Glaucoma is an eye disease that progressively damages the optic nerve and can lead to blindness if not detected early and treated properly. The symptoms of glaucoma are not always easy to detect, but people with glaucoma typically have high intraocular pressure; eye pressure is typically measured during routine eye exams. If you have been diagnosed with glaucoma, you will need to see an ophthalmologist and carefully follow the prescribed treatment plan in order to protect your vision. Common treatments for glaucoma include:
After being diagnosed with glaucoma, you will most likely be prescribed eye drops to help control the condition. Since the eye drops used to treat glaucoma are eventually absorbed into the blood stream, it is important to tell your ophthalmologist about any other prescription medications that you take to ensure that there are no adverse effects. Upon placing the drops in your eye there may be some discomfort and stinging, but these uncomfortable feelings should be very short lived. If you experience an extended period of pain or discomfort after administering your eye drops, consult your ophthalmologist.
Medication in Pill Form
If you administer your eye drops on schedule exactly as prescribed but still have high intraocular pressure, your ophthalmologist may determine that your treatment requires both drops and pills to get your eye pressure under control. After you begin taking the oral medication for glaucoma, you may notice that your eye is very dry since the medications used tend to decrease the amount of eye fluid produced. Your ophthalmologist will be able to tell you what you can use to combat eye dryness without affecting your prescription eye drops.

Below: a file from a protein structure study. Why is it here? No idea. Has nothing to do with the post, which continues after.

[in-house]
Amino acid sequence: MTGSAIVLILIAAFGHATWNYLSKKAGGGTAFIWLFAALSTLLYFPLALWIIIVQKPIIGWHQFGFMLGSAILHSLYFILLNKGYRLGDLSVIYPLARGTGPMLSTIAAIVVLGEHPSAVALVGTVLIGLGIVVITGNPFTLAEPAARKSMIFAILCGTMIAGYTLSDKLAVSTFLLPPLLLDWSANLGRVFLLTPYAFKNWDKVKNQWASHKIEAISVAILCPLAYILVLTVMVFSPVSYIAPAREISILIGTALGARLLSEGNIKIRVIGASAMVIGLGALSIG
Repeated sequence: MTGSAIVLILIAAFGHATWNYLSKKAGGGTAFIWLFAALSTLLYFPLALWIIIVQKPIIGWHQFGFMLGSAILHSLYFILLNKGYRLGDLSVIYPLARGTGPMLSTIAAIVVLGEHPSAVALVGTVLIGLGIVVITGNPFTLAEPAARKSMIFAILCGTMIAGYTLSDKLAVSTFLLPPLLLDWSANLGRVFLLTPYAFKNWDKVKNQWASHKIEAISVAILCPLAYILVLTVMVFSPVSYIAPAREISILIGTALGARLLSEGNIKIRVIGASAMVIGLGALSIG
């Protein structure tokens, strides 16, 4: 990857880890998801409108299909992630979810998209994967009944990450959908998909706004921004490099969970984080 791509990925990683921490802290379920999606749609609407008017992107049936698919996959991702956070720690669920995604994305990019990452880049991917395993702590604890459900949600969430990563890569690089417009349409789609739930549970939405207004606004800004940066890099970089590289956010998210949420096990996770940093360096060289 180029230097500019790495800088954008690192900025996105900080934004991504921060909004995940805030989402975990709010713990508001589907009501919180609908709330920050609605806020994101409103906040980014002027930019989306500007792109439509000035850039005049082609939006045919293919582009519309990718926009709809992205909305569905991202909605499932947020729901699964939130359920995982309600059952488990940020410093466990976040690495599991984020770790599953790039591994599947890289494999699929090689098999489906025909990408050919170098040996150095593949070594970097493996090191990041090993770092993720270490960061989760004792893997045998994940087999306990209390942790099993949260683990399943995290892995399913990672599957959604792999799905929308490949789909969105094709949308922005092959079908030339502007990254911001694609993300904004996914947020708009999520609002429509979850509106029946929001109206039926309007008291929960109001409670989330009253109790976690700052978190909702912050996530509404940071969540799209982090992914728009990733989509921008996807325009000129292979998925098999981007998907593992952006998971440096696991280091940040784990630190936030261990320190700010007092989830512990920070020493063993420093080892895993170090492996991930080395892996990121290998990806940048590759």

While eye drops and pills are the first line of defense for managing glaucoma, laser surgery may be required when medication is not enough to keep intraocular pressure at the proper level. Laser surgery for glaucoma is a short, painless procedure that typically takes on an outpatient basis at an eye surgery center or in an ophthalmologist's office if he or she has the necessary equipment.
There are several laser surgery techniques used to treat glaucoma-- the type you will need will depend on whether you have open-angle glaucoma or closed-angle glaucoma. The goal of each type of laser surgery for glaucoma is to subtly alter the drainage system of the eye so fluid can flow out easier, thus effectively reducing the level of intraocular pressure.
For more information, contact California Eye Specialists Medical Group Inc. or a similar organization.Share
11 March 2016
Vision problems can be sneaky. When my daughter started having trouble in school, nobody thought that the problem could be with her vision. She wasn't complaining about not being able to see ; she was acting out instead. Plus, she could read the eye chart. It took a lot of trial and error to realize that while she could see, her eyes weren't working together correctly. She needed vision therapy to get herself back on track. I started this blog to share information with other concerned parents about how vision affects learning. Don't let a vision problem sneak by you and impact your child's education.